Friday, April 29, 2005

Who is the church for?

In his online class notes on Acts 15, Prof. Conrad Gempf refers to the story of a young Bill Hybels being fired from his youth pastor position "because his group was attracting the wrong kind of kids." Conrad takes issue with his course textbook author who asserts that the church is for outsiders:

If the question is "Who is the church for?" isn't the real answer that it's for God? Have we lost that focus? Acts 15 does not say that the church is for the people; it's inclusiveness consists of this: that anyone who is ready to follow the Lord Jesus Christ should be welcomed and they don't need to become just like us.

But there is more to the Acts 15 compromise than inclusiveness. There are demands as well. (The chapter is not, of course, about outsiders who are unbelievers, but those from a Gentile background who have committed themselves to Christ.) New believers from a pagan Gentile background do not need to turn themselves into Jews but neither may they remain pagan Gentiles (15:19-31). I wonder if we've misunderstood Bill Hybel's critics: were they really worried that church was attracting outsiders or were they worried that the church was coming to be made up of people whose lives were no different from unbelievers?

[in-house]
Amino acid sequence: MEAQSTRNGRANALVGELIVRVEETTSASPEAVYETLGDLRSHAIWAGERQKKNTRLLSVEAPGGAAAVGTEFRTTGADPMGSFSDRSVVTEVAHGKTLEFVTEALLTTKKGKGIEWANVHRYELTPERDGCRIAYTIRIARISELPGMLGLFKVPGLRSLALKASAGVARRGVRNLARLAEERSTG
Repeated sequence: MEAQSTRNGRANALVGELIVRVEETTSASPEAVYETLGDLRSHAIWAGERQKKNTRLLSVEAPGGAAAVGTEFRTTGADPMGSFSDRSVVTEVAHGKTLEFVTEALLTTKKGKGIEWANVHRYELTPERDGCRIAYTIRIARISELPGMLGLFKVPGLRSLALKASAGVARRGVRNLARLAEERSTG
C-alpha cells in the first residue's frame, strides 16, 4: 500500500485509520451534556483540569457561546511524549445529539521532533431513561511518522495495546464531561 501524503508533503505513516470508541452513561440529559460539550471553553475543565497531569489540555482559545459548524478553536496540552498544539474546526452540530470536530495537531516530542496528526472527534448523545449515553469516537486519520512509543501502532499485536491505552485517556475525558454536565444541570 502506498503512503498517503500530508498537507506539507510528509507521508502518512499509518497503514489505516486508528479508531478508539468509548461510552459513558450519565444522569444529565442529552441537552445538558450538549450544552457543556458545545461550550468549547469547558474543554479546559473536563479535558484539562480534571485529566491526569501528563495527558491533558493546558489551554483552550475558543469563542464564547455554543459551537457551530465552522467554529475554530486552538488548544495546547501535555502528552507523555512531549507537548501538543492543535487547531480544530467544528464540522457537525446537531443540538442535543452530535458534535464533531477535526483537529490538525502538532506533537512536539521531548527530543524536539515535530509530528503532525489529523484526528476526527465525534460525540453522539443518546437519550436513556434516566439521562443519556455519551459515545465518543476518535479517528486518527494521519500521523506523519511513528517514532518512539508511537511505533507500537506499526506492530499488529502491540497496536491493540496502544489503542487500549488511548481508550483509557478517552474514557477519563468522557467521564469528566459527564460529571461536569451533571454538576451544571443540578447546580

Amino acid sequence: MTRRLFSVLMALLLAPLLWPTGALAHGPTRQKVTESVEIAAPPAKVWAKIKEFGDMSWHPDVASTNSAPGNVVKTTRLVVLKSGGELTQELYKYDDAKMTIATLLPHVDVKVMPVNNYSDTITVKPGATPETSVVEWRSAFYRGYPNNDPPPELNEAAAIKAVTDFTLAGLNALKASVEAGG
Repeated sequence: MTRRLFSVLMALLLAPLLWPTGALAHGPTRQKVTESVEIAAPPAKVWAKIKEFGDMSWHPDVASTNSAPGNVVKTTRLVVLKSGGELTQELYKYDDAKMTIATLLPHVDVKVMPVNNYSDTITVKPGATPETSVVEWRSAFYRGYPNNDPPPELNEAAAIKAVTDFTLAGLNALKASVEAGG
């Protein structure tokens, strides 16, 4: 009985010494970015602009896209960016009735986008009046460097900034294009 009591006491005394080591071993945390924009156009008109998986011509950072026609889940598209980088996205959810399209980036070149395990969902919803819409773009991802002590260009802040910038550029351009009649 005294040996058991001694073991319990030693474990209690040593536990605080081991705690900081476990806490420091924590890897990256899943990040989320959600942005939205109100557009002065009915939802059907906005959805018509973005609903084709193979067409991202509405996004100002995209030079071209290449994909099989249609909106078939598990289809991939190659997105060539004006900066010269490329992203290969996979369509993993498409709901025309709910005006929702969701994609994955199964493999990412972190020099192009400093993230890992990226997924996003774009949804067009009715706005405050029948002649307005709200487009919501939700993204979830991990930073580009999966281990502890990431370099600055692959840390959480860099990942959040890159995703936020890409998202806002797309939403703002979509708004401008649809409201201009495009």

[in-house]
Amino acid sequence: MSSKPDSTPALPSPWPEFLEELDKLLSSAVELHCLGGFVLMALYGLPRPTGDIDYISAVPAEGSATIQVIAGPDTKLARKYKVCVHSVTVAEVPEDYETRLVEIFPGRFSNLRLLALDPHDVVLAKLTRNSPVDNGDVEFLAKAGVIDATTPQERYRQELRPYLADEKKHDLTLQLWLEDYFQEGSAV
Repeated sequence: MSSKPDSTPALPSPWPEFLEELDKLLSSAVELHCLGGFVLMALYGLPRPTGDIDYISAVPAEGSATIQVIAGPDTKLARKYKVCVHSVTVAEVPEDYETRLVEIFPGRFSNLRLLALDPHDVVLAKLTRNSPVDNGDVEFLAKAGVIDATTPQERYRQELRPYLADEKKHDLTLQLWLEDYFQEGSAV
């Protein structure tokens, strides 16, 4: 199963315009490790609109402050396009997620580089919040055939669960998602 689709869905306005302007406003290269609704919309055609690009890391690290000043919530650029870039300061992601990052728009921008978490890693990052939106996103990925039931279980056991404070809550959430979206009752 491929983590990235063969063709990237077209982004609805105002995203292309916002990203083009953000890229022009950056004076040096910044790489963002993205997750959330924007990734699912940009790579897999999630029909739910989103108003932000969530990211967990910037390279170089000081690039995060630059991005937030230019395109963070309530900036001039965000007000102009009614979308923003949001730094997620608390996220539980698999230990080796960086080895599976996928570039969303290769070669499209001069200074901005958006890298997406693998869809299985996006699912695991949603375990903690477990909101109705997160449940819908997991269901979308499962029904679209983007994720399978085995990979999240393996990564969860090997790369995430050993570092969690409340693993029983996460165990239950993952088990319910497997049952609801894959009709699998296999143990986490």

A big frustration for many Christians today is that the lives of Christians as a whole are not much different from the world at large. Could it be because we've paid too little attention to repentance and sanctification?


Blogger Michael said...

I think we need a larger view of the function of the church, something beyond internal / external purpose. This might be a start:

Loyalists, Prodigals, Seekers

3:12 PM, April 29, 2005  
Blogger Milton Stanley said...

That's a fine article. Thanks for sharing your thoughts, Michael, and for introducing me to your blog. I'll be visiting regularly. Peace.

3:26 PM, April 29, 2005  

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